Decided: June 17, 1968.
STATE OF NEW JERSEY, PLAINTIFF-RESPONDENT,
GEORGE C. RILEY, DEFENDANT-APPELLANT
Sullivan, Foley and Leonard.
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Following a jury trial defendant was convicted on four counts of a six-count indictment. More specifically, he was found guilty of having twice raped one Cynthia Lee Larimer, N.J.S. 2 A:138-1, unlawful use of a dangerous weapon against that person, N.J.S. 2 A:151-56, and unlawful use of a dangerous weapon against Barry D. Zall. He appeals.
Initially, defendant argues that an incriminatory statement made by him should not have been admitted for lack of proof of voluntariness. This contention derives from defendant's thesis that he was not given the four-fold warnings required by Miranda v. Arizona, 384 U.S. 436, 86 S. Ct.
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1602, 16 L. Ed. 2 d 694 (1966), before his statement was taken. Hence, argues defendant, it was not voluntary.
When the issue of voluntariness was raised at the trial the court properly conducted a hearing out of the presence of the jury. The testimony then offered by the State, and not contradicted, clearly established that the Miranda warnings were plainly given and that defendant understandingly waived the rights which he is accorded under Miranda. The trial court so held.
Defendant's second point is that his arrest and the search of his automobile were illegal because they resulted from a wiretap. In the course of investigating a series of rapes in Monmouth County, Detective Scott of the Red Bank Police Department tapped the telephone of one of the rape victims Miss Tomiano who, following the rape, had received telephone calls from the rapist. The tap was made with the victim's knowledge and consent. By monitoring this girl's calls, when the rapist telephoned on March 30, 1965, Detective Scott, with the assistance of a telephone company employee, was able to ascertain the location of the phone station from which the call was being made. Detective Scott also recognized the voice of the caller as that of the defendant, a person long familiar to him. Scott immediately called State Policeman King, who was stationed at the Eatontown telephone trunk station, and informed him of the location of the phone station from which the call was being made. (On a previous call from the rapist the police were able to ascertain that it came from the Eatowntown area.) King and Lt. Fowler of the Eatontown Police Department immediately went to the phone station in question and found defendant in the phone booth still talking over the telephone. No part of the telephone conversation between defendant and Miss Tomiano was offered in evidence.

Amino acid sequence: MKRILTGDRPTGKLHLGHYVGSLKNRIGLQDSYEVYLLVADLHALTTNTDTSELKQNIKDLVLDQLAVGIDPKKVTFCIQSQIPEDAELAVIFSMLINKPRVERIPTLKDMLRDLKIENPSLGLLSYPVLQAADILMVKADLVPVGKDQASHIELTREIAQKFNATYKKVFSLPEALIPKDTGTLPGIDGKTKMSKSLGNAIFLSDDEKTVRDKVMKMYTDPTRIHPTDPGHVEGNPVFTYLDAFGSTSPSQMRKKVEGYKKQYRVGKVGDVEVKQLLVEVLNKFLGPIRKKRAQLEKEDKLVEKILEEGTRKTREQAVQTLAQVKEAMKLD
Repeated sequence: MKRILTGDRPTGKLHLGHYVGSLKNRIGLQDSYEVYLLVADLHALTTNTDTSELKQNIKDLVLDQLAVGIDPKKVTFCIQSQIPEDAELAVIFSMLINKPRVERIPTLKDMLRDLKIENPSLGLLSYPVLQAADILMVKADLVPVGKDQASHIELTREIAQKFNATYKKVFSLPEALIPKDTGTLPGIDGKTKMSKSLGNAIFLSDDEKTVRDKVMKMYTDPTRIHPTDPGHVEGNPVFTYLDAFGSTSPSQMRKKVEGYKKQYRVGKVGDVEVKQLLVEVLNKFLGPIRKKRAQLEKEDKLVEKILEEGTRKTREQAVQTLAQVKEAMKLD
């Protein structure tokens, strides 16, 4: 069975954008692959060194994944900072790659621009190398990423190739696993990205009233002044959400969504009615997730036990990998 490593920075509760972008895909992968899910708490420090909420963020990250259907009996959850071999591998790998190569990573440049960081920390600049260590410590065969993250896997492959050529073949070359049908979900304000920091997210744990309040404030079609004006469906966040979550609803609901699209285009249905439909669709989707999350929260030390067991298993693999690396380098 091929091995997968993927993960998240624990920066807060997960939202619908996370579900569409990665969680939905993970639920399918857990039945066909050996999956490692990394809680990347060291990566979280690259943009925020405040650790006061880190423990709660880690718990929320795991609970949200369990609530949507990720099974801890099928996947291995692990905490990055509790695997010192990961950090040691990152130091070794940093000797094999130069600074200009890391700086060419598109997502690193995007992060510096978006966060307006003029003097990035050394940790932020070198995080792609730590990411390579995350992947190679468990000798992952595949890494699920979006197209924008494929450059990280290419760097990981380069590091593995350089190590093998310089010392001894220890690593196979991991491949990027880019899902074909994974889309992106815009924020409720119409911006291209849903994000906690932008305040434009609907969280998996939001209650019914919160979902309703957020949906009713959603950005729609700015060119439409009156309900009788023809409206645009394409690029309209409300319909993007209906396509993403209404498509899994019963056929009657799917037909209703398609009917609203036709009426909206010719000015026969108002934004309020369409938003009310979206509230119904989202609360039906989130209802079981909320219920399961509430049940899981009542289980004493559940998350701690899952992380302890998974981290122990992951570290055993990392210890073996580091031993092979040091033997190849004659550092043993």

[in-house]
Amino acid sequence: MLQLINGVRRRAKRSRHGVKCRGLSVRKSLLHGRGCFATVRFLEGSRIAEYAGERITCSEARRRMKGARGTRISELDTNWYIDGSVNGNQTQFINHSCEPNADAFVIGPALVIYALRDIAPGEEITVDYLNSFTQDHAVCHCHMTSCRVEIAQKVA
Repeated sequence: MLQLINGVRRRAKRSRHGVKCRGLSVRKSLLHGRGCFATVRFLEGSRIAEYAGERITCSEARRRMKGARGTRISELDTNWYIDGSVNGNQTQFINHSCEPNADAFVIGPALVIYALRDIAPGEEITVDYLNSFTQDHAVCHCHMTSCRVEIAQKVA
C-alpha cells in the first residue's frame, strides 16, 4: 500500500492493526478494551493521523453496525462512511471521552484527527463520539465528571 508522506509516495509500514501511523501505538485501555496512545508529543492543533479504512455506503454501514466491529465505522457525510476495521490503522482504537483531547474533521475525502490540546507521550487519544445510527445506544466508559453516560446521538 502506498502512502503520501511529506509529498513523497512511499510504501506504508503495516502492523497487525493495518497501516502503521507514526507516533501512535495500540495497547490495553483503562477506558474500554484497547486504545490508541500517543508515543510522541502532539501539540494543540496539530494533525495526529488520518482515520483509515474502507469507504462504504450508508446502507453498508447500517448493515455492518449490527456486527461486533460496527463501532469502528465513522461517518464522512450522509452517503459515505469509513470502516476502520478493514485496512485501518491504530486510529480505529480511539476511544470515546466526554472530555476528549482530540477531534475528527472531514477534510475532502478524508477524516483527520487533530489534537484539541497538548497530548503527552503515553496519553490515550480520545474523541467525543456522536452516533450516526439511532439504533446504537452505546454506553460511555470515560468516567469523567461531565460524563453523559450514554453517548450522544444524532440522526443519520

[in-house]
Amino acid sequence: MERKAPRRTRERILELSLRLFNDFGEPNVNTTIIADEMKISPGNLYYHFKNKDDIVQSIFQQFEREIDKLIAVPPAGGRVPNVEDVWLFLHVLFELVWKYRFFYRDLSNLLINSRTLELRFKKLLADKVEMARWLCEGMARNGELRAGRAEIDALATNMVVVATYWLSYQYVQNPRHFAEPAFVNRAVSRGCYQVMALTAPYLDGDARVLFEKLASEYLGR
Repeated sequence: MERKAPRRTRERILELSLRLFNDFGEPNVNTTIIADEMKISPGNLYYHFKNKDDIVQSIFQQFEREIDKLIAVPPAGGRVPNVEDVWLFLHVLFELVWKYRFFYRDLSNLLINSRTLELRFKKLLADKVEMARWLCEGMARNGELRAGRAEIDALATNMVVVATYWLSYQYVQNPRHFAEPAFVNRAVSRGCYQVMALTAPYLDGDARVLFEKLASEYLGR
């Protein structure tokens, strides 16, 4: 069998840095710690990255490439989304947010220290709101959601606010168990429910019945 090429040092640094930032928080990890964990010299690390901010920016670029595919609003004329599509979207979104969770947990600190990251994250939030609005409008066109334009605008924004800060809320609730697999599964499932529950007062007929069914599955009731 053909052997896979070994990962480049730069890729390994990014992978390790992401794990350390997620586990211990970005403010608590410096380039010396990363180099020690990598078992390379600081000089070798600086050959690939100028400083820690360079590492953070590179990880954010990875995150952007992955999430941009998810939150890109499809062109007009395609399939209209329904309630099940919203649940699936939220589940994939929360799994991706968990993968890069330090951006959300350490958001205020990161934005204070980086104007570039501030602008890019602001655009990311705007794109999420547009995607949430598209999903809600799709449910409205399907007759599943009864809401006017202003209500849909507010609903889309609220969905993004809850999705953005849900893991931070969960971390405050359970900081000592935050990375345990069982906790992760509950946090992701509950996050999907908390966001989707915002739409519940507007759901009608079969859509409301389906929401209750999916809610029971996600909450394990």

Fowler advised Riley that he was being taken into custody and Riley is quoted as saying that he "didn't have to answer any questions." Defendant was taken to an area to the rear of the store where he identified an automobile as being his.
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The officers examined the car. They saw a ski mask laying on the floor on the passenger side. From the other side a double barrel shotgun was observed sticking out from under the front seat at a point somewhere in the center of the vehicle. The car was placed under guard while a search warrant was secured from the Eatontown Magistrate. Execution of this warrant yielded the following properties: (1) a hooded sweatshirt; (2) shotgun shells; (3) gloves; (4) two ski masks; (5) a woman's slip; (6) two coverall type jackets; (7) a double barrel shotgun sawed off.
The case is readily distinguishable from Katz v. United States, 389 U.S. 347, 88 S. Ct. 507, 19 L. Ed. 2 d 576 (1967) on which defendant relies. In Katz the receiver did not authorize the installation of the electronic listening device. Here, such authorization by the receiver was given. We find no error.
Defendant's remaining points have been fully considered but are without substance and require no discussion.